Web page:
Happy birthday

it’s not his birthday Jakob’s Nielsen’s is actually October fifth, making him a libra like yours truly. It’s […]

it’s not his birthday Jakob’s Nielsen’s is actually October fifth, making him a libra like yours truly. It’s another dane’s birthday…. but the thought remains the same. As we mock, remember to thank as well…

orginal post Though we all like to scream about his pronouncements or catch him when he makes an error in his own rules, it’s time everyone who has a job relating to human factors to acknowledge that Jakob Nielsen’s tireless promoting of usability is very likely the reason our bosses or our clients are willing to consider allowing usability testing.

Jakob paved a road for us to drive down made of his controversial titled alertboxes (“flash is 99% bad” anyone?), his scholarly and his accessible books, and his innumerable keynotes and commentary in the press.

He shoved usability into the web culture consciousness, fought against the painfully gratuitous bells and whistles that accompany a new technology, helping cure those glaring flaws with reasoned advice. He undoubtedly helped the web mature into the admittedly adolescent but pervasive and oh-so useful medium it is today by reminding us all that someone was going to want to use the damn thing.

So I want to say, Happy Birthday Jakob. What about adding a few more items to your Amazon.com Wish List so we can say thank you properly?


Add Yours
  1. 1

    I agree. As much as we (myself included) feel the need to mock, complain about, quote, mis-quote, steal from and argue with him, he has done a lot for the profession, and for that we should be thankful.

    I do find it amusing, though, that on his wish list all he wants are DVDs, and the DVDs are encoded for USA/Canada only, yet, according to his “location,” he’s in Denmark…

  2. 2

    The thing the cracks me up every time the usability community gets up in arms about something Jakob says is that, in general, he’s not talking to us. Alertbox nowadays has a much broader readership than usability professionals. Jakob makes these broad generalizations and outrageous statements because he knows they get the attention of the design community, the business community, and pretty much every other community he aims for, and any fallout in the usability community is kind of beside the point. The CIA has a term to describe this sort of thing, where a news story placed in the media in another country inadvertently gets picked up by domestic US media; wish I could remember the word (“blowback”, maybe?).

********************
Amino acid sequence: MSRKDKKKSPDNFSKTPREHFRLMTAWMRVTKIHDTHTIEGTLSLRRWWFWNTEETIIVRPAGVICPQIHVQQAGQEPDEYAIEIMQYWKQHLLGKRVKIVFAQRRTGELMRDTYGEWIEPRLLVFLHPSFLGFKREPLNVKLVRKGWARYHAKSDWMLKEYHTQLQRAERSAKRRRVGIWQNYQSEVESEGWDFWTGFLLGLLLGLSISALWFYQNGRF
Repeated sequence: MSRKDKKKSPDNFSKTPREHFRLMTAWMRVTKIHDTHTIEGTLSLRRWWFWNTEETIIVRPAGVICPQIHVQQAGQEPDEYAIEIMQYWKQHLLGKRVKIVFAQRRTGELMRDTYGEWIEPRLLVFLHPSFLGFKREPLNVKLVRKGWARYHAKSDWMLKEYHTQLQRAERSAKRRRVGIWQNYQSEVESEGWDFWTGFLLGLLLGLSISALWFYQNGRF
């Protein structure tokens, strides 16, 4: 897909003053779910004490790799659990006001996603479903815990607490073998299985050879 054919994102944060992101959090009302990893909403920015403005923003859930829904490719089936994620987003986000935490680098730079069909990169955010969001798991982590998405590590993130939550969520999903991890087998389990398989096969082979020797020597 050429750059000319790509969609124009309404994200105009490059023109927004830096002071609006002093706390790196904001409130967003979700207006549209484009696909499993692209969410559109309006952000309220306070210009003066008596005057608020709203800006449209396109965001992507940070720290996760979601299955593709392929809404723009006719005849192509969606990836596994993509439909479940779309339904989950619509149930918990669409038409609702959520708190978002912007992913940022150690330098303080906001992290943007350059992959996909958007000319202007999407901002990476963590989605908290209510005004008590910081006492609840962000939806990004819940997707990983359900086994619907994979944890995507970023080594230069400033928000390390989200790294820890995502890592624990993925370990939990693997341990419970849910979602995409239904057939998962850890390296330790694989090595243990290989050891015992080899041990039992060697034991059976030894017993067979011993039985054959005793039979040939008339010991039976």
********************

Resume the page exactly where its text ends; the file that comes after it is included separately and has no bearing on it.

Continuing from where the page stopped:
Anyway, Nielsen has perfected the art of selling usability by sound bite. The whole flap over the recent “Don’t listen to users” column was a great example of this. I don’t think the people who were complaining about this actually read the article, which was just a restatement of one of the most basic principles of usability testing, that you get better data by watching what users do than by listening to what they tell you they do. I’ve seen lots of instances where managers think that a focus group acts as their usability effort. Such people need to hear this sort of message.

    On the other hand, what does bother me is when he uses the same tactics when talking to the usability community. I’ve seen him at conferences like CHI where he did that, and in those circumstances, where the audience is made up of usability professionals, it comes across as condescending and shallow. I wish he knew when to stop talking in sound bites.

    But yes, all due props to Dr. Nielsen for his missionary work among the unwashed business elites. 🙂

  3. 3
    Jakob Nielsen

    Thank you for your kind comments.

    Please note, however, that it is *not* my birthday today (August 20). The Jakob you found on Amazon is another person. The giveaway as noted by Jeff is that he is located in Denmark. I live in California.

    Before the growth of the Web and search engines it was not a problem that several people share the same name. Now it is.

    Jakob Nielsen

    (The Jakob who works in usability, co-founded the Nielsen Norman Group, and writes the useit.com website – hopefully that’s enough for a unique ID.)

  4. 4

    Well, then, now is a good time to post a link to your true wishlist, so we can all start planning our shopping lists….

  5. 5

    Or, we could set up a new list: “all-usability-people-except-jakob[@]acm.org” and start a discussion on what to get him? Maybe together we could buy MacroMedia and improve Flash’s out-of-the-box usability 😉

  6. 7

    Nice sentiment, Christina. Like Jeff Lash, I sometimes disagree with his opinions and style–humility ain’t exactly his middle name–but it’s not as though I don’t have “Usability Engineering” and “Designing Web Usability” right here next to me. I read Alertbox regularly, and I appreciate that he’s given a face to usability, even if it turns my stomach every time he refers to one of his own “laws.” (Couldn’t he wait for one of us to do that after he’s dead? 😉

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